It can be shown that the average of the distribution of sample standard deviations from a normal distribution is C4*s where s is the population standard deviation.  And the standard deviation of this distribution is s *sqrt(1- C4**2)
     
    Therefore an unbiased estimate of the population standard deviation is C4*sbar
     
    I can’t remember the exact form of C4, but I’m sure it is in most advanced quality technology books. 
     
    But back to my original post, C4 is used when the process standard deviation is estimated using the average of the subgroup standard deviations (sbar) because it will give you an unbiased estimate.  You can alternatively get an unbiased estimate using the root mean square error (a.k.a., the pooled standard deviation).  And remember, the pooled standard deviation is not the same as the average standard deviation.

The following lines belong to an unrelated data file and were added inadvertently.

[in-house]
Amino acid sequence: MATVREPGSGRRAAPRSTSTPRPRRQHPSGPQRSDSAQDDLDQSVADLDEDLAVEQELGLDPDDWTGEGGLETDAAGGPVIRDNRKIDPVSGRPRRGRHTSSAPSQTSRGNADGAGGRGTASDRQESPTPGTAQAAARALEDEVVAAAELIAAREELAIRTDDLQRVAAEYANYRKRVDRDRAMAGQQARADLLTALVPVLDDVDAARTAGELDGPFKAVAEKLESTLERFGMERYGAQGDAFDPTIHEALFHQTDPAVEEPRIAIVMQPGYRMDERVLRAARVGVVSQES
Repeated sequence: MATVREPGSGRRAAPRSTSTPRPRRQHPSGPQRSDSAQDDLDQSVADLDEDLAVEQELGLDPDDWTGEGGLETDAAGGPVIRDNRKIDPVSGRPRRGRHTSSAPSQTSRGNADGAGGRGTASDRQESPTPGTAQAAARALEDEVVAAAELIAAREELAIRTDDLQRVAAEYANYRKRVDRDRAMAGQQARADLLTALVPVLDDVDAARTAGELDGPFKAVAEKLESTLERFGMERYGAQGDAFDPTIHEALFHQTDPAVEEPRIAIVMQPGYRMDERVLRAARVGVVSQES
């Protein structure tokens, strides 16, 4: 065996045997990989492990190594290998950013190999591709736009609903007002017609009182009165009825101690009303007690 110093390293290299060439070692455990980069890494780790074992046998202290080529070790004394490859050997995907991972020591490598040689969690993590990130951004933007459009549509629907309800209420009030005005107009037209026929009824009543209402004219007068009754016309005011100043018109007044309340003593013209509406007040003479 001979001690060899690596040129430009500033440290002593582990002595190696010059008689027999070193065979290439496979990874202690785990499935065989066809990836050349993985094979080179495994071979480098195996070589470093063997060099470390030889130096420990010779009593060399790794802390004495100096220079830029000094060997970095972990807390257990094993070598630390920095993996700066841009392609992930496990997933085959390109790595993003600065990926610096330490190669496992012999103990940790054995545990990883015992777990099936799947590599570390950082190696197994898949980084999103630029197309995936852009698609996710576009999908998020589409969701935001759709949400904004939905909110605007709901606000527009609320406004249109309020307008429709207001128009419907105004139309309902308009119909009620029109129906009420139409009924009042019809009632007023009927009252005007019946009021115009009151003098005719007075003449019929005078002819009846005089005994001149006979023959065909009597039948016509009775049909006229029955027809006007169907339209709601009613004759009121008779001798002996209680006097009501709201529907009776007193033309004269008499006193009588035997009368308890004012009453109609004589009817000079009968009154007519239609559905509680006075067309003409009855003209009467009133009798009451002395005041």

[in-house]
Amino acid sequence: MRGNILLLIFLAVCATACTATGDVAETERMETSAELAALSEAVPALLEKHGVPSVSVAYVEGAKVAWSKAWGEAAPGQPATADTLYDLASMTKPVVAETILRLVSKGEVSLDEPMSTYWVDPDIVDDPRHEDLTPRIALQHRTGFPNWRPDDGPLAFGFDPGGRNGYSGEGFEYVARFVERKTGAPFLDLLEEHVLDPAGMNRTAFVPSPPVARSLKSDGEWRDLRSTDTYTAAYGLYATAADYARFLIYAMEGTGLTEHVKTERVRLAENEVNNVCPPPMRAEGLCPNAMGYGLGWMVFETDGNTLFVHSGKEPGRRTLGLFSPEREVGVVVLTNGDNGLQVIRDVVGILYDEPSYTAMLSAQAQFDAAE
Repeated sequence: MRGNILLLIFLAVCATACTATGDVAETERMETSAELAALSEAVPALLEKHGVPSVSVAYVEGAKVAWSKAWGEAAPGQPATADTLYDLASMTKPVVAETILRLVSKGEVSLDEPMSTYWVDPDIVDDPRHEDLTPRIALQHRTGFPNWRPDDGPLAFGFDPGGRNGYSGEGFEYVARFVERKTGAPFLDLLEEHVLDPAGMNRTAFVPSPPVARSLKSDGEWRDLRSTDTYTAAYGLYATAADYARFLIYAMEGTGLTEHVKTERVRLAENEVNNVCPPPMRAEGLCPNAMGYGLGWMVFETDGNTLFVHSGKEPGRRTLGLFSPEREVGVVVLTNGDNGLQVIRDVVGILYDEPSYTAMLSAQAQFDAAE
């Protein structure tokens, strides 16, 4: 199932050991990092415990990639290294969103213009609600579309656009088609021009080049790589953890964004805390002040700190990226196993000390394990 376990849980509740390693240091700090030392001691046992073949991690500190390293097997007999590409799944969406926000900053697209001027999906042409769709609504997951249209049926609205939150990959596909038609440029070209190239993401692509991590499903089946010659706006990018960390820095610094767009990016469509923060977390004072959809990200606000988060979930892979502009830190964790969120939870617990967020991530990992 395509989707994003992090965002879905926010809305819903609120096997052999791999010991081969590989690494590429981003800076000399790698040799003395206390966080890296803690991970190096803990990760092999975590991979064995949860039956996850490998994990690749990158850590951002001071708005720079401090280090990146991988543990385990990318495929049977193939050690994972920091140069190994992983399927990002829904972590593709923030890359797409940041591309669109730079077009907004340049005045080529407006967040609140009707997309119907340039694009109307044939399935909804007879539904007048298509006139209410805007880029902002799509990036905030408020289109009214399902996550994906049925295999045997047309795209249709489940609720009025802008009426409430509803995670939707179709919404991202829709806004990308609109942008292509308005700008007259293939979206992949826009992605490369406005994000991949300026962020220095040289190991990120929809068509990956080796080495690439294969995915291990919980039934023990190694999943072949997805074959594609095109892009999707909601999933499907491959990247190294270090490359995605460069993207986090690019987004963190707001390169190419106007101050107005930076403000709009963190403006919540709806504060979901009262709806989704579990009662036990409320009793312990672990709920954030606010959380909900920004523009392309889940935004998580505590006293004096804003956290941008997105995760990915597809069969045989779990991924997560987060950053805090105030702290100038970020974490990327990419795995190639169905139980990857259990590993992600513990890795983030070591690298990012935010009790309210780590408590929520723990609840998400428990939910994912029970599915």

Clear or worse?
     
    Cheers,
     
    Statman

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    #91223

    Statman
    Member

    Correction,
    Therefore an unbiased estimate of the population standard deviation is sbar/C4
    I type faster than my brain functions sometimes (and I can’t type very fast).

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    #91231

    Gabriel
    Participant

    Hi Glen.
    I haven’t worked through the calculations.
    My dissagreements are conceptual The reason why I didn’t post them (again) is that I did that before a couple of times without much feedback from the forum. But, upon your request, here I go again: